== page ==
Home / Industry / Review | On Air with AIB

You don’t make fun of the government in India. Ever. Whether it’s the Congress or Bharatiya Janata Party (BJP) or even Trinamool Congress. Our politicians don’t like anyone laughing at them. And our entertainment and news channels, in deference to them and to wanting to stay on air, try not to make programmes which will offend them. Which is why it was most impressive to hear that All India Bakchod (AIB)—which has already earned the ire of the government, Aamir Khan and the Church—was going to be front-lining a news comedy show. That too on primetime entertainment channels, Star Plus and Star World.

Would we finally see someone taking the mickey out of the government and other newsmakers?

The show is called On Air With AIB (I’m assuming that the title isn’t inspired by On Air With Ryan Seacrest) and has two versions. A Hindi version anchored by Tanmay Bhatt and Gursimran Khamba on Star Plus. And an English version anchored by Rohan Joshi and Ashish Shakya on Star World. The format is very similar to Last Week Tonight with John Oliver, in the sense that it picks up one topic and discusses it through the major part of the 22-minute episode. The topic for the first episode was corruption and the Whistleblower’s Act.

If you watch John Oliver’s show, it’s a pretty straight format. They discuss what’s in the news for a bit and then go into discussing one main topic. On Air’s first episode discussed the details of the Whistleblower’s Act, the Vyapam scam murders and the dodgy security given to whistleblower Ashish Chaturvedi. There were some funny bits, especially in the Hindi version which I preferred to the English one, as the jokes with Indian references just seemed to sound better in Hindi.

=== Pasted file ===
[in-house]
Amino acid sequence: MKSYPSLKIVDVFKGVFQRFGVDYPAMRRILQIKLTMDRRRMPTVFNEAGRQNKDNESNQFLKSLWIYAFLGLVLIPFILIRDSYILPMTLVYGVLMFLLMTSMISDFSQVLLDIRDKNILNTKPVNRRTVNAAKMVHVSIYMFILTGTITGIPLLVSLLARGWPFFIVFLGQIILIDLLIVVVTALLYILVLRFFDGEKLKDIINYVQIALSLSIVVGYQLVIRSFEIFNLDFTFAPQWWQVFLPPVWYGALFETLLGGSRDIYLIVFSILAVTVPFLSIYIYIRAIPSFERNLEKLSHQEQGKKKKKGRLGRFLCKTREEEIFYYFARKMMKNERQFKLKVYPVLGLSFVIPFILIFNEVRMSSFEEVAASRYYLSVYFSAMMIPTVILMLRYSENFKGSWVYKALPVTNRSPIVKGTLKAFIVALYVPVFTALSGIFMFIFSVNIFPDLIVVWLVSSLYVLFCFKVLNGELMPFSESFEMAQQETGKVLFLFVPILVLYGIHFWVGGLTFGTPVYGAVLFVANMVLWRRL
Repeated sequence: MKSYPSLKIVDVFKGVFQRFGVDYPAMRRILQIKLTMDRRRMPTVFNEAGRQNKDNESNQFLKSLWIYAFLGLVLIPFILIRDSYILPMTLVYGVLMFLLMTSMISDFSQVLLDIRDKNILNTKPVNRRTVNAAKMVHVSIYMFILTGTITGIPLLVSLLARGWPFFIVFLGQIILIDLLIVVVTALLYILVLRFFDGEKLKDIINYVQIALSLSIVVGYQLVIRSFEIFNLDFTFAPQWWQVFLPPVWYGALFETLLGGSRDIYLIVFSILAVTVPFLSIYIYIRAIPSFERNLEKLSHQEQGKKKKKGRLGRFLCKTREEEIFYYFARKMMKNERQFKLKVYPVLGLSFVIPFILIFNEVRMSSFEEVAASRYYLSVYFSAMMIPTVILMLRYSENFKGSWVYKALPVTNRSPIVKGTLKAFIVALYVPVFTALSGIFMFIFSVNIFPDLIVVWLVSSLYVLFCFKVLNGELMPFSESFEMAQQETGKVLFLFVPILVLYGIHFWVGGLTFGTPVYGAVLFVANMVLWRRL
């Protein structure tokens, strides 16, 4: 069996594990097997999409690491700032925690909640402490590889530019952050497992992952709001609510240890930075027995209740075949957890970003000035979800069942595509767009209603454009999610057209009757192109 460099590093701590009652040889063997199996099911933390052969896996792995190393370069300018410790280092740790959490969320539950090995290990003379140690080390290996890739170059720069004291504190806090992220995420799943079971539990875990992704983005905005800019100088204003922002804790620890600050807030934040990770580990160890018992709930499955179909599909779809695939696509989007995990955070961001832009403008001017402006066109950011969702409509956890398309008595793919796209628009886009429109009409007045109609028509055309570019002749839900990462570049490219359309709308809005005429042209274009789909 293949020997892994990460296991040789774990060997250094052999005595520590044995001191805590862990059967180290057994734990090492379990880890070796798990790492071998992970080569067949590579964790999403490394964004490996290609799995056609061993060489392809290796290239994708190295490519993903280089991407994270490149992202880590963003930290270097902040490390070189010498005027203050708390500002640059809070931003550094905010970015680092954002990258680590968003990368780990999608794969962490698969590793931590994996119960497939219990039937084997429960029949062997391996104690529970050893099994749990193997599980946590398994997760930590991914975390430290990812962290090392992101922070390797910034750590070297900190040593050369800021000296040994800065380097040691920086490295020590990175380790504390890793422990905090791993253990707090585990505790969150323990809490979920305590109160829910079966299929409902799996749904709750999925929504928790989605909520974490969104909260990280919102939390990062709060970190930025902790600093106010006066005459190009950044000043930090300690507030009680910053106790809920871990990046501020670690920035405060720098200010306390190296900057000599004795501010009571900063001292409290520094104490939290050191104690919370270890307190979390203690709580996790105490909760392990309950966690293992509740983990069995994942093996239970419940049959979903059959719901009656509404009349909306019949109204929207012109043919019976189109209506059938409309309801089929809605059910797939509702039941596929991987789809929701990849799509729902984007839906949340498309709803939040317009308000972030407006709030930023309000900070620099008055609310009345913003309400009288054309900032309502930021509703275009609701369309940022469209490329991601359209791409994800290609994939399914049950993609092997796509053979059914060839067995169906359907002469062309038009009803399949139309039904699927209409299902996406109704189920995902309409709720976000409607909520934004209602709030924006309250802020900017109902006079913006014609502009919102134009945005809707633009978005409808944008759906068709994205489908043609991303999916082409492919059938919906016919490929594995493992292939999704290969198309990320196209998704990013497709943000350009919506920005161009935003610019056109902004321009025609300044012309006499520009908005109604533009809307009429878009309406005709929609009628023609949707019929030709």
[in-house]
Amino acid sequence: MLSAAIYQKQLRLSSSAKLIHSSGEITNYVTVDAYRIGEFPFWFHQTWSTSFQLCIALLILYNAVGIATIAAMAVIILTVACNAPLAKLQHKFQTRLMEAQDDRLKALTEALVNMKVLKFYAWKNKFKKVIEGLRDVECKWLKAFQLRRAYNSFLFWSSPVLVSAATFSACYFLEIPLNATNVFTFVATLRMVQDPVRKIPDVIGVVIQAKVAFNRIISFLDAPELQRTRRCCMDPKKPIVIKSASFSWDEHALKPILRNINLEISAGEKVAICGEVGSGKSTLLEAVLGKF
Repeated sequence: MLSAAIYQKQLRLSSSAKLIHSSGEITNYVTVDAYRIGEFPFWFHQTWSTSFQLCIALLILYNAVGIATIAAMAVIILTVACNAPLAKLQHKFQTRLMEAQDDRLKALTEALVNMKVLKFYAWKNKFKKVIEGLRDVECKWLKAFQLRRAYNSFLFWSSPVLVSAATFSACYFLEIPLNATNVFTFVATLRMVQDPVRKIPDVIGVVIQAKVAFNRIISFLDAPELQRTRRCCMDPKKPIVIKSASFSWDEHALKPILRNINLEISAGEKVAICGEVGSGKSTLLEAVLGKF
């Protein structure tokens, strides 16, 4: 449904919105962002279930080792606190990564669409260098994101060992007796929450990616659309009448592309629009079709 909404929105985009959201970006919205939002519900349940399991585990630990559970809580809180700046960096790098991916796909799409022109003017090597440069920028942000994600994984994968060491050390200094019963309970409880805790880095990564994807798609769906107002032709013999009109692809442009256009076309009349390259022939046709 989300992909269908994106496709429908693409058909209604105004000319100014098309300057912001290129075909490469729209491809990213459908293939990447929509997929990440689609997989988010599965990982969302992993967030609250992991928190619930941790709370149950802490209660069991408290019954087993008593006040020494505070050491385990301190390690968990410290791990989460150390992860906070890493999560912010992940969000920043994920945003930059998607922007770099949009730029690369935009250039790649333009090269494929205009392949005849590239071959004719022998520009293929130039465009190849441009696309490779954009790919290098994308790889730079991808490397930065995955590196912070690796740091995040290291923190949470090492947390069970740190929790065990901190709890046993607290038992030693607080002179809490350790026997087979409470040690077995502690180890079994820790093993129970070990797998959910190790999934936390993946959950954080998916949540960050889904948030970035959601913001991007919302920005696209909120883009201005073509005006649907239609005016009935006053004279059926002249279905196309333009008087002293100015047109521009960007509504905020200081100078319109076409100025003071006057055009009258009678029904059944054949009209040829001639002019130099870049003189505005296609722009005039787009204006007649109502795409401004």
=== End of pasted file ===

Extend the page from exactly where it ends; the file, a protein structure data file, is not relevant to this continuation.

Was it as funny as I thought it would be? No. But that’s because AIB themselves have set the bar so high for humour that you expect them to hit you with sarcasm and jibes through the episode. The show is definitely informative and by the end of the episode, you’re quite well-informed about the Whistleblower Act, RTI Act, Official Secrets Act, Vyapam scam, Deepthroat and Ashok Khemka. What the boysy have going for them is that the tone of the show isn’t preachy. Also all four of them are extremely comfortable in front of the camera.

The problem is that it’s not particularly funny. And that’s disappointing because if you’ve watched AIB’s shows or videos or follow them on Twitter, you know these guys can be hilarious and risqué. Yet throughout this episode, they seemed to be erring on the side of caution as there were absolutely no BJP jokes and barely a couple of Congress mentions. This isn’t surprising, because many stand-up comics and scriptwriters I know, who’ve been asked to script political satire shows on the lines of Jon Stewart, Stephen Colbert and so on, have been clearly told by Indian channels approaching them that they cannot make jokes about the ruling party, Modi, Amit Shah, Amitabh Bachchan, Mukesh Ambani and so on. But that makes for very flat viewing.